It is submitted that the decision in Tan constitutes a significant and desired development in the law of equity and trust. Prior to the “magisterial opinion”6 of the Privy Council, there had been a tendency to treat Lord Selborne L.C.’s famous dictum in Barnes v Addy7, as though it were a statute, which led, implicitly, to neglect of the underlying concept of accessory liability.8 Indeed, as asserted by Lord Nicholls, framing the relevant question in the form of “knowing assistance”, as opposed to “knowing receipt”9, invokes a meandering exercise of determining the “sort” of knowledge required, “when the truth is that ‘knowingly’ is inapt as a criterion when applied to the gradually darkening spectrum where the differences are of degree and not kind”.10 Introducing a test based upon the notion of dishonesty removed the uncertainty inherent in employing the scale of knowledge adopted in Baden v Societe Generate pour Favoriser le Developpement du Commerce et de. I'Industrie en France S.A. (Note).11 Although a dishonest mind is a subjective mental state, the standard by which the law determines whether it is dishonest is objective in nature.12 In truth, the “simple and coherent”13 test propounded by Lord Nicholls, founded on the “tolerably clear”14 idea of dishonesty, is neither “difficult”15 nor “too complicated”16 to apply.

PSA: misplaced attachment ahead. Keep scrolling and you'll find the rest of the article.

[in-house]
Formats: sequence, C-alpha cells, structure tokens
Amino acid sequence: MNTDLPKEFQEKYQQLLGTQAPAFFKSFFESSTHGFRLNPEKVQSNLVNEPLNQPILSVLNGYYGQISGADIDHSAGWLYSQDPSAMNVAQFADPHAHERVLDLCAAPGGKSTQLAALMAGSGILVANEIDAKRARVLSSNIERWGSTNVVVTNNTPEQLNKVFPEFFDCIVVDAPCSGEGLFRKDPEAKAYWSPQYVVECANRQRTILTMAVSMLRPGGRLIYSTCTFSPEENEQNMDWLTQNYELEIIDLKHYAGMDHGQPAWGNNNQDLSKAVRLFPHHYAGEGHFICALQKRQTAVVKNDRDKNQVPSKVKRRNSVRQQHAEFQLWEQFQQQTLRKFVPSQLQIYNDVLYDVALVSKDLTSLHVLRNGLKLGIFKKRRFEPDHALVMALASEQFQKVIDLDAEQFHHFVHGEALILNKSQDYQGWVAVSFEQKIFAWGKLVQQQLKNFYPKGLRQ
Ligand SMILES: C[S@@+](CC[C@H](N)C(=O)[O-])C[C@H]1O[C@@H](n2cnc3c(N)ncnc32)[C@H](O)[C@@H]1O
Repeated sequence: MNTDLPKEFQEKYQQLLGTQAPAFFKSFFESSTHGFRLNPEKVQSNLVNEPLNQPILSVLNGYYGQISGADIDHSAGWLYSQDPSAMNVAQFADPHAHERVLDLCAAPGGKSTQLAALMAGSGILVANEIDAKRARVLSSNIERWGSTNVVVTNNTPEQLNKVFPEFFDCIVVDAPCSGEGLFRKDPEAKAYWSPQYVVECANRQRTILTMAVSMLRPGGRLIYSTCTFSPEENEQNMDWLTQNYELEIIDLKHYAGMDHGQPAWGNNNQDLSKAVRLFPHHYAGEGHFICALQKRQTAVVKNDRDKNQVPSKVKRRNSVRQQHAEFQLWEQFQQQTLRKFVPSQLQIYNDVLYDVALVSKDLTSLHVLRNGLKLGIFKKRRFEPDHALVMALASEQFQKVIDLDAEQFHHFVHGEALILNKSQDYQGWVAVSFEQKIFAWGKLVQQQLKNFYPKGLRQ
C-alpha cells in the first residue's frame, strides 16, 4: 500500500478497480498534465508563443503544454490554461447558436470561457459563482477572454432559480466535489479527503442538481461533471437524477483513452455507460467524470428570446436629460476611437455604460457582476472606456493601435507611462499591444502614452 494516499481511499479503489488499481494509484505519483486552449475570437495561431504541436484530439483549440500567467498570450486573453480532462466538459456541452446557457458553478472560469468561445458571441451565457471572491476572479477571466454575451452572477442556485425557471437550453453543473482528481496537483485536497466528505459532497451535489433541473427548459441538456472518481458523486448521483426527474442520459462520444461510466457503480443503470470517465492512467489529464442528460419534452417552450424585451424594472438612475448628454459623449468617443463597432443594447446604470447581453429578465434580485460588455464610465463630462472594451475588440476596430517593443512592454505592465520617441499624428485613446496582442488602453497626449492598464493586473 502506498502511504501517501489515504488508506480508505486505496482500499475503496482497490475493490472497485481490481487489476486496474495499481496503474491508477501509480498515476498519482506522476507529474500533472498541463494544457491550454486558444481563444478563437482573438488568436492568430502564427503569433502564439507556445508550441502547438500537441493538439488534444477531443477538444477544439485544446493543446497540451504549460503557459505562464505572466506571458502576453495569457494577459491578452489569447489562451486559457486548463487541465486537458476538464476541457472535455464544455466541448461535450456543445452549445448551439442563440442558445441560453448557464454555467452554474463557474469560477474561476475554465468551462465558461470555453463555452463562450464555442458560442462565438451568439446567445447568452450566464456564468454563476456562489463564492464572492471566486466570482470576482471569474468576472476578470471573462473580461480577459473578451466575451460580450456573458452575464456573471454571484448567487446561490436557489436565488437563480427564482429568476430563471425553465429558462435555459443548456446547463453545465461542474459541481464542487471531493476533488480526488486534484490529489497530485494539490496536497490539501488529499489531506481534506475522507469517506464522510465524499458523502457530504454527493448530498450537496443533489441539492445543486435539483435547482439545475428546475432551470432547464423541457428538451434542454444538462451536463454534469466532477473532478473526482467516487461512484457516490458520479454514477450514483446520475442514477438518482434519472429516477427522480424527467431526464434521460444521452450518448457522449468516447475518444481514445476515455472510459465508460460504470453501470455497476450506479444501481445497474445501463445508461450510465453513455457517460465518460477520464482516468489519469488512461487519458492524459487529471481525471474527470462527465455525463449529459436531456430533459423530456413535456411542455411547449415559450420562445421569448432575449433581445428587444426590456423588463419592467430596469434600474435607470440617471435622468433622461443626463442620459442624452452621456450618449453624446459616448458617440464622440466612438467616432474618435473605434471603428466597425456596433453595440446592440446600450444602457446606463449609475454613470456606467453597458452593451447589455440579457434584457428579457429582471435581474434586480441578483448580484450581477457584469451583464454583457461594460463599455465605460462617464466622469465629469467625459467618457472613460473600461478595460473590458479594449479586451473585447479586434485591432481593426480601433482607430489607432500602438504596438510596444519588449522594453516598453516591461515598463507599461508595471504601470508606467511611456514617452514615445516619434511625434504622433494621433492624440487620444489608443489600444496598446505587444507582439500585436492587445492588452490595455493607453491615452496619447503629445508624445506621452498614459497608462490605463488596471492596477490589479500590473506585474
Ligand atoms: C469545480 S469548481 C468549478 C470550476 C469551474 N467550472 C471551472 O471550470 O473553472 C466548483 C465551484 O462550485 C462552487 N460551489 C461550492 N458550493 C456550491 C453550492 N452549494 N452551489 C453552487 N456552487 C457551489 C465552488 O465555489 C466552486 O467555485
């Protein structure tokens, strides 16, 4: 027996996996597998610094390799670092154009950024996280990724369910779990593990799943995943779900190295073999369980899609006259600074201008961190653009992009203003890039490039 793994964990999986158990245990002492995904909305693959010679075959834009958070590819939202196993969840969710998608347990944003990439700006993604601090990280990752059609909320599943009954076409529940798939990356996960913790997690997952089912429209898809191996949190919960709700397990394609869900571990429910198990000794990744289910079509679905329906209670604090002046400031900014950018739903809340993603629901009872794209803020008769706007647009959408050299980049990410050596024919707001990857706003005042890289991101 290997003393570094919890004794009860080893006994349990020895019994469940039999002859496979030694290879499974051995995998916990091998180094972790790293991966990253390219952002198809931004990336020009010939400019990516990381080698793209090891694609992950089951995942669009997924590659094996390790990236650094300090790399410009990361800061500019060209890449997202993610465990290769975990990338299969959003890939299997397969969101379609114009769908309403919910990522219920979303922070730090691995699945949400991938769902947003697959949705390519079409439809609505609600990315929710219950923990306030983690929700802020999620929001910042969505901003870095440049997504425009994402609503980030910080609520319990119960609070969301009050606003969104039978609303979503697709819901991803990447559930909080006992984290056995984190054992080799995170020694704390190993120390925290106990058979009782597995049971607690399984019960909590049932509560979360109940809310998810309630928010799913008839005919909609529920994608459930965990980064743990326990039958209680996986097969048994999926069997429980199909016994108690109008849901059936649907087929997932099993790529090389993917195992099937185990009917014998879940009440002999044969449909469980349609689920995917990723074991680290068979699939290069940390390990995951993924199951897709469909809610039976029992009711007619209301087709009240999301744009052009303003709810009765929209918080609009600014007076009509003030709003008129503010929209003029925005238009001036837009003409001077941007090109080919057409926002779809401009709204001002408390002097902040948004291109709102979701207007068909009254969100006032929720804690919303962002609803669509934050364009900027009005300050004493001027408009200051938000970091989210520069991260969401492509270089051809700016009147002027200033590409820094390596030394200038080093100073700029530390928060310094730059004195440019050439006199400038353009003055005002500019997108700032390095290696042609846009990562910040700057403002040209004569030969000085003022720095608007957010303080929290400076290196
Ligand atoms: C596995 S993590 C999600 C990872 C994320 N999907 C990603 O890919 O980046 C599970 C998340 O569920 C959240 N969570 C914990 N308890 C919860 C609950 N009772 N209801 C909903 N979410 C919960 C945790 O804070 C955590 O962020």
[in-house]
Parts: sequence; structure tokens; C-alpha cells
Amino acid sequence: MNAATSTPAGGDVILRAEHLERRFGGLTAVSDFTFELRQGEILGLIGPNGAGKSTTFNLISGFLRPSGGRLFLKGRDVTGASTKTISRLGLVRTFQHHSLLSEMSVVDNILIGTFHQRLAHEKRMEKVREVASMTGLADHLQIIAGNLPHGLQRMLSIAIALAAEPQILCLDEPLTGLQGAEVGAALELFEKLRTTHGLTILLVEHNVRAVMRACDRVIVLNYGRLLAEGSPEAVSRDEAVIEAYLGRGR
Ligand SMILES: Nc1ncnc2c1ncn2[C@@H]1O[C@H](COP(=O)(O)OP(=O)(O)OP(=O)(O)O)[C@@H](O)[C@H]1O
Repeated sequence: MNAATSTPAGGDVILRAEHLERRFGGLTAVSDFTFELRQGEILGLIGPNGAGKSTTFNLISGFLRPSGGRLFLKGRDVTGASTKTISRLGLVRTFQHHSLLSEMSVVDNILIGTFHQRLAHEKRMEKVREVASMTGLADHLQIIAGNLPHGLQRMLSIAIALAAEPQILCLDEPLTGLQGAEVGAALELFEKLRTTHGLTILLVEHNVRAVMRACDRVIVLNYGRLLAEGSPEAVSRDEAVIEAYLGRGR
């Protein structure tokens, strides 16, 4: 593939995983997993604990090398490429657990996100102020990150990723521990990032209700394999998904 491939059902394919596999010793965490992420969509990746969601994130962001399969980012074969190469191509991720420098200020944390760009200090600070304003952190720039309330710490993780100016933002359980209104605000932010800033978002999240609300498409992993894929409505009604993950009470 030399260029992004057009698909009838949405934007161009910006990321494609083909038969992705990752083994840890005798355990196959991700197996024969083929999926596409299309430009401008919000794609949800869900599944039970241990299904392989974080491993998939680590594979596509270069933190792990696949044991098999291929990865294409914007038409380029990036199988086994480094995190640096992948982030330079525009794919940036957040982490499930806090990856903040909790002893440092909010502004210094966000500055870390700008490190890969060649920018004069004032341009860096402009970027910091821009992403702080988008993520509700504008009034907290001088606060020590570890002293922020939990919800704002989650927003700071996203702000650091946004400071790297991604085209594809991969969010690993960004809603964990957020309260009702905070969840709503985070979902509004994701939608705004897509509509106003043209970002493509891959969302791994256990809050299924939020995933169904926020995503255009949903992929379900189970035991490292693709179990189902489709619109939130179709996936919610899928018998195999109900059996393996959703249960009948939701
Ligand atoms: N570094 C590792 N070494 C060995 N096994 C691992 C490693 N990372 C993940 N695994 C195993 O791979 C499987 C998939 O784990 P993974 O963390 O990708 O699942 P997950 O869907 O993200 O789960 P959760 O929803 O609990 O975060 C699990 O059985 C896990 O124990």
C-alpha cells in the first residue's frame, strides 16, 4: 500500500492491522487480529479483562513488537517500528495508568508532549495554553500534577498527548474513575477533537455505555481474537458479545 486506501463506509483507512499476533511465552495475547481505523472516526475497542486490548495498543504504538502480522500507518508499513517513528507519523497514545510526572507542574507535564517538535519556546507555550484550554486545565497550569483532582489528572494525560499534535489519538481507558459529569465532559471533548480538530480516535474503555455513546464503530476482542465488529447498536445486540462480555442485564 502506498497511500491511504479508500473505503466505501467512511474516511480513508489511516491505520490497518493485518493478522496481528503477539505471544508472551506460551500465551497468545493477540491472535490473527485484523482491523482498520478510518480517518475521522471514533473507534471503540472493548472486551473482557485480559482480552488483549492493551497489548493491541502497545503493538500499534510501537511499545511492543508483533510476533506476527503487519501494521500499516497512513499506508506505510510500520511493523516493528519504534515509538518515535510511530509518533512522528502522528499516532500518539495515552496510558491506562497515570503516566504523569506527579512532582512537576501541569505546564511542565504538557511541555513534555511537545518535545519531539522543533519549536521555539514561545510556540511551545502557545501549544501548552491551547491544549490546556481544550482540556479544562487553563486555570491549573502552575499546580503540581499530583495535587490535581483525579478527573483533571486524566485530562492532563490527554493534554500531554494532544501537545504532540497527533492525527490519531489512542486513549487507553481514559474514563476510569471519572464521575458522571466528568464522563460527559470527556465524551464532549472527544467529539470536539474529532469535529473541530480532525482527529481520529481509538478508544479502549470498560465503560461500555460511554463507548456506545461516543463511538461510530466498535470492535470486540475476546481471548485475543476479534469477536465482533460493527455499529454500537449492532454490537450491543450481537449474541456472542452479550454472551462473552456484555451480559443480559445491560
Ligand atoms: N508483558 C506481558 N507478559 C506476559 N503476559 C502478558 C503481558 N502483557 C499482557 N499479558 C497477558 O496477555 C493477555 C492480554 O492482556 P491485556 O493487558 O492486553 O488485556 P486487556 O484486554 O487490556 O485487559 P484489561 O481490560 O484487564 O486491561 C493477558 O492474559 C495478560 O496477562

Notwithstanding that the test adopted by the Privy Council in Tan is a remarkably flexible tool in achieving a fair outcome in a particular case, it is equally susceptible to misapplication. Equity is a system of jurisprudence devised to supplement common and statutory law where the two are inadequate in serving justice. Lord Nicholls appears to have endorsed “I know it when I see it”17 approach, when suggesting that “[i]n most situations there is little difficulty in identifying how an honest person would behave”.18 Relying upon that dictum, Margaret Halliwell and Elizabeth Prochaska asserted that so long as the court is able to articulate the basis for dishonesty in a given factual scenario, there is no need to apply any specified method of ascertaining such a state of mind.19 With respect, there is much more than an element of naivety in this “clarion call for practicality”.20 Allowing a court to make a finding of dishonesty detached from any rule of law could lead to “palm tree justice”. While the flexibility of equity is critical, the intention of such intervention must encompass principle. In the context of accessory liability judges are faced with a difficult task of employing a civil standard of proof to “essentially a jury question”21 without the benefit of a jury and with potentially grievous consequences for the defendant. Favouring a rigid approach to the question of dishonesty would undoubtedly increase certainty and clarity of the law. Nonetheless, it would proportionally deprive the court of means to achieve a just result. It is submitted that the unfortunate dictum of Lord Nicholls should not be construed too strictly so as to permit judicial discretion in the form proposed by Halliwell and Prochaska. Although the meaning afforded to dishonesty is not too specific, if at all, the guidance provided by the Privy Council throughout the advice delivered should be sufficient to dispose of the danger outlined above.